Last year, in a first, Google recommended responsive web design. Most marketers accepted that as gospel accordingly. However Google did not say that responsive was mandatory or recommended in every single case. It's certainly the lowest common denominator solution for publishers (though not always easiest to implement). 

Yet there are many reasons why "responsive" may not yield the best user experience overall (page load time, different mobile user intent, etc.). Regardless, Google is beginning to compel publishers to pay more attention to mobile user experiences (if they're not already) or suffer the ranking consequences. 

Google Becomes More Like Siri, As Siri Becomes More Like Google

It's fascinating to watch Google evolve from a "search engine" into something much more interesting and complex. The rise of mobile, the launch of Google Now, the improvements in voice search and the more recent, conceptual introduction of what Google is calling "conversational search" all point to where search at Google is headed.

The search metaphor is giving way to the personal assistant metaphor. The entry of Siri in the market roughly two years ago was the trigger of the transition.

Google search boss Amit Singhal was deeply enamored of Star Trek as a boy and, like others at Google, has openly fantasized about building the "Star Trek computer." In other words, a computer one could simply speak to naturally and get correct and complete information. 

Google Now, also sometimes called "predictive search," tries to go beyond that purely "conversational" scenario by anticipating user needs and interests based on big data and personal search history (and movements). Google Now is highly imperfect but when it works it's impressive. 

While Google has only recently sought to move in the direction of "personal assistant," Siri has always been an "assistant" but only recently aspired to be a search utility. Siri was explicitly conceived as a tool that would enable the accomplishment of specific tasks and not simply the retrieval and display of information.

As Apple has added more structured data feeds to what Siri can access it has improved -- much of Siri's value for users still comes from controlling the device and initiating calls, texts and emails rather than "searching" -- however the great "Achilles heel" for Siri has been its limited dataset and lack of flexibility. 

Although it wasn't true when Siri was first introduced, Google has now exceeded Siri by bringing its web-search capabilities and into the virtual assistant equation. Google has a much deeper (albeit mostly unstructured) knowledge base to call upon vs. Apple. Thus for numerous questions where Siri didn't have a structured response it would have to default to web search (i.e., Google): "I didn't understand XYZ [query], shall I search the web for XYZ."

Google would then ride to the rescue. In the Google universe it can bring increasingly structured answers to the same user queries but also its full index as a backup.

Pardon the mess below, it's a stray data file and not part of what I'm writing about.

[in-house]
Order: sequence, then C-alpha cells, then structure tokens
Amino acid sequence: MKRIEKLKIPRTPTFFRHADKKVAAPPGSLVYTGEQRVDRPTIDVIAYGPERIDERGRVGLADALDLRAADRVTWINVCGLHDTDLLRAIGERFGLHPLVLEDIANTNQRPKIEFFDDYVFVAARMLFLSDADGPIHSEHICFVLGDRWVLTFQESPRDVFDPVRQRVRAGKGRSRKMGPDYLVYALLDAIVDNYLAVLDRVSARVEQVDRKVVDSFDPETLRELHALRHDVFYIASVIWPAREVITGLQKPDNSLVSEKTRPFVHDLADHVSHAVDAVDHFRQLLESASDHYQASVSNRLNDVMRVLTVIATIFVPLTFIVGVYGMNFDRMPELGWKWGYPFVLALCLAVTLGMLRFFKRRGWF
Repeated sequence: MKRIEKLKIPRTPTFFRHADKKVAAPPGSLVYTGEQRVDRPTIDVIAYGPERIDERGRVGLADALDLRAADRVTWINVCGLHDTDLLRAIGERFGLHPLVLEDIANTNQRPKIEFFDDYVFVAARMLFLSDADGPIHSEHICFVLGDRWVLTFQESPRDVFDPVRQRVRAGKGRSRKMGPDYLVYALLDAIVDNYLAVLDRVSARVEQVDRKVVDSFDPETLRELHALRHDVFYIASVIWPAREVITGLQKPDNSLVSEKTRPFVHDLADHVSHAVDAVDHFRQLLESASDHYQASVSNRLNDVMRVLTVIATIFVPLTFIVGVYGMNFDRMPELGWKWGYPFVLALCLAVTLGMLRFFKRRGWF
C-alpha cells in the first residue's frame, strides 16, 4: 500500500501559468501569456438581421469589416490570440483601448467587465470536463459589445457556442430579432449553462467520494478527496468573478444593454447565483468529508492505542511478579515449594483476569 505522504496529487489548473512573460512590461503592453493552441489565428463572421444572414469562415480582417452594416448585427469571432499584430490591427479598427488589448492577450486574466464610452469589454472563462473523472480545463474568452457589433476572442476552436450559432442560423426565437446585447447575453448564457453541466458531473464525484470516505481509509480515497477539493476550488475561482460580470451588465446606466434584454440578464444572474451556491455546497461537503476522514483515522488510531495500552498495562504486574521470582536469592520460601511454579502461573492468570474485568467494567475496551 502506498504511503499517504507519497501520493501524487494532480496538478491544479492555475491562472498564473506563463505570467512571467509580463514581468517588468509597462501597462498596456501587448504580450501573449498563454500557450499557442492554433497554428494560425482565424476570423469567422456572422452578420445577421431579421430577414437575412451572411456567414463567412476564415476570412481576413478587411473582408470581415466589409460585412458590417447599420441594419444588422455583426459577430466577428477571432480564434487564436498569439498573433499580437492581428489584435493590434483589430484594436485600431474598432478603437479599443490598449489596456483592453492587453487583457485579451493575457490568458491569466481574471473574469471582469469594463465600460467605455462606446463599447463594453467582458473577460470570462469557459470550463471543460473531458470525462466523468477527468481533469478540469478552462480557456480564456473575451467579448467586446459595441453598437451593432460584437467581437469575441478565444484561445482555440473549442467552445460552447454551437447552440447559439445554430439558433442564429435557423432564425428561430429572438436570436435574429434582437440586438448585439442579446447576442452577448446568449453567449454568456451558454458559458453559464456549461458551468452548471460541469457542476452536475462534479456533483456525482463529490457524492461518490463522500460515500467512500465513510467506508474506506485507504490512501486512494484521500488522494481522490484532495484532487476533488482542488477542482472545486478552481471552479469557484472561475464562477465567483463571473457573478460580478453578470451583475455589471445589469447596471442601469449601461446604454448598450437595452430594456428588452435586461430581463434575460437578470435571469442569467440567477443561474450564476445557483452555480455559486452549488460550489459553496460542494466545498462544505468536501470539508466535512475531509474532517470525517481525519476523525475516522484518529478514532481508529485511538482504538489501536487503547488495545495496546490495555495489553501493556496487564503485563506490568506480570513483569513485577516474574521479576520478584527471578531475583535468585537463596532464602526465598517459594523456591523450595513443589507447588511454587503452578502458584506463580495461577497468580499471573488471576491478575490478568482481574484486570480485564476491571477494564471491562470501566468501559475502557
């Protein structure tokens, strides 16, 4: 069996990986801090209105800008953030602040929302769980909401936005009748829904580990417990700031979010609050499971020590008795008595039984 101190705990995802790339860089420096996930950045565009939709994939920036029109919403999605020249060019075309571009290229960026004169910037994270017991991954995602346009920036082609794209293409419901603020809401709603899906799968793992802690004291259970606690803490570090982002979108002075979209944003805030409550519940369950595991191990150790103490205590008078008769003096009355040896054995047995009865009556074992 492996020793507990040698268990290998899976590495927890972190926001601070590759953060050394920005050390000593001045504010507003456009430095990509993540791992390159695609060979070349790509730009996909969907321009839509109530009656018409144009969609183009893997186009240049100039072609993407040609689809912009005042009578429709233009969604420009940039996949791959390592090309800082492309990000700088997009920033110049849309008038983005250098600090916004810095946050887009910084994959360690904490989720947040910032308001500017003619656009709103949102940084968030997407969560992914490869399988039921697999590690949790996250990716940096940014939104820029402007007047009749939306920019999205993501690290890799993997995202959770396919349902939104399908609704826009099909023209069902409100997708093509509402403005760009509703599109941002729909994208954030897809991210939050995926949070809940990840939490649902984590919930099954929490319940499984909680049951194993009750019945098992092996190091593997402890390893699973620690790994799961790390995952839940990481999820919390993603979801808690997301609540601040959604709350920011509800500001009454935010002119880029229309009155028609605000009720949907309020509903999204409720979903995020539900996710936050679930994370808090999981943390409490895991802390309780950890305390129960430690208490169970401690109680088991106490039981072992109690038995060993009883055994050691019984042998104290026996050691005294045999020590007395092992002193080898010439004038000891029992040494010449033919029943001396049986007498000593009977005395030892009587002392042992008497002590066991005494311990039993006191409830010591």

With the coming integration of Twitter, Wikipedia and especially Bing into Siri's roster of data sources with iOS7, Apple adds a full web index and much more breadth to what Siri can do without having to hand off to a third party search engine (i.e., Google). And unlike current scenarios where users typically have to explicitly ask Siri to "search the web" to obtain XYZ information, soon they'll just ask for "XYZ" -- and Bing will supply the necessary or desired information.

The deal has potential to dramatically broaden Siri's utility and usage frequency. Equally it could, if successful, significantly increase search query volume coming to Bing from iPhone users. The integration will need to be very "elegant" to win over users, who are accustomed to either using apps or Google in the Safari toolbar to "search the web" on the iPhone. Users will need to be educated about Siri's new capabilities.

The integration of Bing's search capabilities is a "crossing the Rubicon" of sorts for Apple as it declares that comprehensive data and search capabilities are necessary to fully deliver on the promise of the personal-virtual assistant. 

Pew: 81 Million US Adults Own Tablets

According to telephone survey data (n=2,252) released this morning by The Pew Internet & Life Project, 34% of US adults now own tablets. What that means as a practical matter is: 81 million adults. There may also be 20 million more people in the US under 18 who own tablets. (Our house has four.) 

I think it's relatively safe to say that if the number of tablets in the US isn't yet 100 million it's extremely close.  

A large majority of tablet owners are substituting tablets for PC usage in many instances and either buying fewer PCs overall or delaying PC replacement for a much longer period. This morning Apple will open its developer conference. A upgraded iPad/Mini is not expected to be among the announcements but it's possible. 

. Pew tablet ownership

As with other device categories, the story is largely the same with tablets. Penetration rates are higher among college educated (49%) and more affluent adults (56%). Affluent means at least $75,000 in income.   

The chart above reflects the growth of tablets since 2010 when only 3% reported tablet ownership. It's possible that by Q4 of 2014 half of the US adult population will have tablets (and 75% of affluents).

Global tablet shipments this year are expected to exceed those of laptop computers according to IDC. IDC also argues most of those sales will be at the lower end of the market (size, price).

Last week both Pew and Nielsen reported that 61% of mobile subscribers now own smartphones.  

It's Official: 61% of US Mobile Subscribers Have Smartphones